I didn’t really understand what my mistake was until after OSV accepted the book proposal for  Sexual Authenticity . I wrote my first draft, and my husband panned it as total crap. He said it was inauthentic. I realized that what I was coming up against was a whole series of internal resistances that had to do with unresolved grief. I hated the person that I had been as a young woman. I wanted to ritually put her to death in the public sphere in order to psychologically distance myself from her as a means of escaping from my own feelings of shame and my anger against myself.

That meant that suddenly I was on a dead-line to deal with a lot of intense psychological pain. There was a date when I supposed to hand in a manuscript, and I couldn’t produce a manuscript worth handing in until I’d worked through my personal issues. I had to go back and look at my former self in a more realistic way, to try to see her as Christ did, as someone who was worth paying for in blood. I had to get past my own negative self-stereotyping, to see past the fact that I had been confused, atheistic, occasionally nihilistic, frequently narcissistic, suicidal, self-harming, self-isolating, and unbearably intellectual proud. This involved two very difficult things.

The first was to go back into my memories and to identify with this creature that I had come to loathe in order to unearth the qualities which made her beautiful. I had to try to remember what it was that made me fall in love with my girlfriend, and to see in that a desire for genuine communion with another human being. I had to accept that all of the ugly and erroneous philosophies that I had embraced over the years had represented an authentic deep-seated desire to know and live the truth. I had to pick through the psychological slag-heap of my past in order to reclaim all of the bits of my authentic identity that I had cast off in my anxiety to become a “new creation in Christ.”

That was hard because it meant reconciling with the fact that the enemy which I saw in the larger culture, the gay agenda, the mass media, the pro-choice movement, and countless other pet bugaboos of the Christian-right, was actually me. Also, it means recognizing that my enemies were actually beautiful people, beloved of God, seeking the Good, the Beautiful and the True as earnestly and imperfectly as I do myself.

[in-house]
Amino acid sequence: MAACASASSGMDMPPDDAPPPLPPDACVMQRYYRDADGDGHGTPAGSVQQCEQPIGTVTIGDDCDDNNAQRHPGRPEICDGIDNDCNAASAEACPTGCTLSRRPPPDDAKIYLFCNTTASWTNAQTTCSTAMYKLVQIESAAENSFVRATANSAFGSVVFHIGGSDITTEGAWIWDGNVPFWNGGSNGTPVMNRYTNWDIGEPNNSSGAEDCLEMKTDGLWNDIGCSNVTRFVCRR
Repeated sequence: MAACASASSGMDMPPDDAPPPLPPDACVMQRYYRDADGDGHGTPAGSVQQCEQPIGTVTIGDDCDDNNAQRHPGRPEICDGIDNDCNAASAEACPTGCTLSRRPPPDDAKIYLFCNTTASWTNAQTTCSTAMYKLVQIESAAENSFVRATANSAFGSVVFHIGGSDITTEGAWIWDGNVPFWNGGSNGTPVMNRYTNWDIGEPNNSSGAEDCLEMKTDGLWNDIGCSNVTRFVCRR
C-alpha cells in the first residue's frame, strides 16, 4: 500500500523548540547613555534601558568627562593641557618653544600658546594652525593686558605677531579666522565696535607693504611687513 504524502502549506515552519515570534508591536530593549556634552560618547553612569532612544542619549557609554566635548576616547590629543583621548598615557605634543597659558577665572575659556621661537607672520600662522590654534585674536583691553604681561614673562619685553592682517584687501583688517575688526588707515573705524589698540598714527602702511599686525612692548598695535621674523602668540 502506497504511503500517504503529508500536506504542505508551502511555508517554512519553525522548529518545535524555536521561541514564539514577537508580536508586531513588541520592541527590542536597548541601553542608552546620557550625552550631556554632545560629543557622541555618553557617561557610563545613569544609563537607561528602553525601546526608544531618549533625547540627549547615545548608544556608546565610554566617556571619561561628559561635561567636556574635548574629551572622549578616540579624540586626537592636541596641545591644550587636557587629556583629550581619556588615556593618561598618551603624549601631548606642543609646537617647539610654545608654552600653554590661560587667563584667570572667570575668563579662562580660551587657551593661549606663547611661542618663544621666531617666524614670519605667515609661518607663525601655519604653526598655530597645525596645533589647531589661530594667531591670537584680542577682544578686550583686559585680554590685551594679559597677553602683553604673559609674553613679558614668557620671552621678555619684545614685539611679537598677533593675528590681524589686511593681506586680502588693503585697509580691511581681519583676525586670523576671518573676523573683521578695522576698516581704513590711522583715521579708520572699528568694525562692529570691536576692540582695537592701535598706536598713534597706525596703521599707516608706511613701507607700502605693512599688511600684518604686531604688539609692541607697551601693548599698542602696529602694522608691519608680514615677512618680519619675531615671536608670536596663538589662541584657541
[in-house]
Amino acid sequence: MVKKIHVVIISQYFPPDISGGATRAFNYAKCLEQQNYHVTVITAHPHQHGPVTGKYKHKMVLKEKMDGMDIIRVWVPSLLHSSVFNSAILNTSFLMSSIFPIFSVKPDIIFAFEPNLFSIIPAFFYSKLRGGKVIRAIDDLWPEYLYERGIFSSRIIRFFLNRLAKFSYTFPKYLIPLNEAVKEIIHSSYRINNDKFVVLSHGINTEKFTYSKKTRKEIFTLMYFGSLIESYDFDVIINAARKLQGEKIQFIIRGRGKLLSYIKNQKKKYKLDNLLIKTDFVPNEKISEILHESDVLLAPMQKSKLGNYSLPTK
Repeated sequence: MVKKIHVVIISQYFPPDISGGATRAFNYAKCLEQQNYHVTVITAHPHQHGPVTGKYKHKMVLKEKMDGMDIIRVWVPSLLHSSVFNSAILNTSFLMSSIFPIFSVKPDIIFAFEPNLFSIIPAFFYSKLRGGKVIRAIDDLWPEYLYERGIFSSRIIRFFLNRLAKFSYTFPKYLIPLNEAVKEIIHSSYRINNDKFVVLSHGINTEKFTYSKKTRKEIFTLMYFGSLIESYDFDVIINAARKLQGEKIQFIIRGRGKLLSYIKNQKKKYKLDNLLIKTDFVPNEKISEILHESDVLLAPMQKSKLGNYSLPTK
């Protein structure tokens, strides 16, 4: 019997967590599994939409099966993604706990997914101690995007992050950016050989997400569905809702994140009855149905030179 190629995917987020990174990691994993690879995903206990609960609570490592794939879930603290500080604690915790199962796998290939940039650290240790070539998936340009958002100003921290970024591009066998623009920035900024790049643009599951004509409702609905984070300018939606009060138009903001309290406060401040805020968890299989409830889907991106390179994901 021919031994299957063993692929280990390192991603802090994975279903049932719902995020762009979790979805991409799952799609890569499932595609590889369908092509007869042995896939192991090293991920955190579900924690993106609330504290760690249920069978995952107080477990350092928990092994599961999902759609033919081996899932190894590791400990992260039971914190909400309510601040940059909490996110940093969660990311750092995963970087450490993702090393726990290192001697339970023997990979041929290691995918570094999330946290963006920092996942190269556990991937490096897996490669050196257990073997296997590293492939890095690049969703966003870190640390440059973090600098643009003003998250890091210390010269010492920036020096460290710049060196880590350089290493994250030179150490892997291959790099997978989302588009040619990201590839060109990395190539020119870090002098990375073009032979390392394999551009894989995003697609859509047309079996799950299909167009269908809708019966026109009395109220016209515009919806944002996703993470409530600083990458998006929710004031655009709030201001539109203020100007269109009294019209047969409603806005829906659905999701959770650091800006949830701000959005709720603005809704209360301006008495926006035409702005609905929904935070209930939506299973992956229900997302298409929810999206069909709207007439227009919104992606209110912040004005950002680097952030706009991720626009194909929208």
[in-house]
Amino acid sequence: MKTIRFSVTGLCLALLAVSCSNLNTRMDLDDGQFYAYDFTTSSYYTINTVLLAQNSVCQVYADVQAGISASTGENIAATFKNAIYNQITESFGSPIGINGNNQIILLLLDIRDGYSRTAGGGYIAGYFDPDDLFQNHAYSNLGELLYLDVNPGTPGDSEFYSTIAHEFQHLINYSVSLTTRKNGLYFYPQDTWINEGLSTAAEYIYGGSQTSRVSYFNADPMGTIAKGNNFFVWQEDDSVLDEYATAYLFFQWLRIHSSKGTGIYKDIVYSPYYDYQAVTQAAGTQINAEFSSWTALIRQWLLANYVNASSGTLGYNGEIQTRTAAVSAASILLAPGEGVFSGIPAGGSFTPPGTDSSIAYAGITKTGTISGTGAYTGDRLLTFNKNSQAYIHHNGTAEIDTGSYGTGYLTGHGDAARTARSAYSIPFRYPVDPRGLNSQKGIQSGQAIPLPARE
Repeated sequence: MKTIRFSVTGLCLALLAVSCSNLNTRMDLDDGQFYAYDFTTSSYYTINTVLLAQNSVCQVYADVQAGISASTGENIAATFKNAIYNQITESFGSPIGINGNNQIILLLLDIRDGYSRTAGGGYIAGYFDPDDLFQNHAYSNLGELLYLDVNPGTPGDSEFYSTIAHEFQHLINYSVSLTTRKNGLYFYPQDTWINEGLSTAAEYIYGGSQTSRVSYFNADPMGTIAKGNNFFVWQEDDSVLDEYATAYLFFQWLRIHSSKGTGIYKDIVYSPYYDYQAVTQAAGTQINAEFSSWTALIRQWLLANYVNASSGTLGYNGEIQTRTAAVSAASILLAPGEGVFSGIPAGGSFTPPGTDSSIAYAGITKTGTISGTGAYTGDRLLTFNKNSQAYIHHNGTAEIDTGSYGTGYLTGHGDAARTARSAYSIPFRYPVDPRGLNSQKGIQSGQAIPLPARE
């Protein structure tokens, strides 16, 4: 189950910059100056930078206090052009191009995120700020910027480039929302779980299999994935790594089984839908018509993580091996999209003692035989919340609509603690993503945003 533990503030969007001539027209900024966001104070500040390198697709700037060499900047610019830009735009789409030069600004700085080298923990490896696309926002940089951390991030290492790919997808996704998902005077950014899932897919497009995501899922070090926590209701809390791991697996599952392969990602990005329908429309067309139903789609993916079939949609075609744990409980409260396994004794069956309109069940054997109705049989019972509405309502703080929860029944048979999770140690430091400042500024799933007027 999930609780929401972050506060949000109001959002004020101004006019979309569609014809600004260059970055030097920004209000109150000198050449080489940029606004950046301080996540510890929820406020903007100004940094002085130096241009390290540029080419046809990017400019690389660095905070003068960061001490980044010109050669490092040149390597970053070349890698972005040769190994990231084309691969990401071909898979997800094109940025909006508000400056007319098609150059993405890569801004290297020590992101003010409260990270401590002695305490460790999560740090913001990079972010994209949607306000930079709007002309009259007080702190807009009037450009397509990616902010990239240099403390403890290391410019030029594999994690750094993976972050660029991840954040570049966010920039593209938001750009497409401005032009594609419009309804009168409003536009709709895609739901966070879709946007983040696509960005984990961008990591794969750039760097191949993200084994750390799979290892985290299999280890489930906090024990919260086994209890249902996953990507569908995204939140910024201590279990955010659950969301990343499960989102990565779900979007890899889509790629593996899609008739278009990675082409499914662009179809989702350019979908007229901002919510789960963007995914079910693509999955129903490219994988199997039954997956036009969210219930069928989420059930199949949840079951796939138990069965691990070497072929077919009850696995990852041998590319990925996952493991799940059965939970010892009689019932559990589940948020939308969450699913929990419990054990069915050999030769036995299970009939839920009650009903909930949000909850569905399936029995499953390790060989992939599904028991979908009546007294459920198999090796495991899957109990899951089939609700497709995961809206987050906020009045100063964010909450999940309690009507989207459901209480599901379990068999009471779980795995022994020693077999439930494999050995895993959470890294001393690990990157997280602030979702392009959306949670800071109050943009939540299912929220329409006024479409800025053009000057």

Secondly, it involved recognizing that I still am all of those negative qualities that I wanted to project into the past. My confusion, doubts, depression, self-loathing, intellectual pride, and prickly resistance to human love are not black relics of a dark past. They are present realities. I really am, as St. Paul says in th second chapter of Romans, no better than the people that I want to judge.

What I mean by acceptance, then, is this process. It’s not a political thing—-accepting gay marriage, or accepting the homosexual agenda in the schools, or any kind of simple superficial ideological stance that a person can take up or put down at will. I mean a difficult psychological project which involves grappling within one’s own heart to get to the point where it is possible to look at the “militant homosexual activists” who are undermining Christian marriage, attacking the Church, corrupting the youth—-however you want to see it—-of being able to say “these are people after my own heart. My brothers and sisters. We are the same.”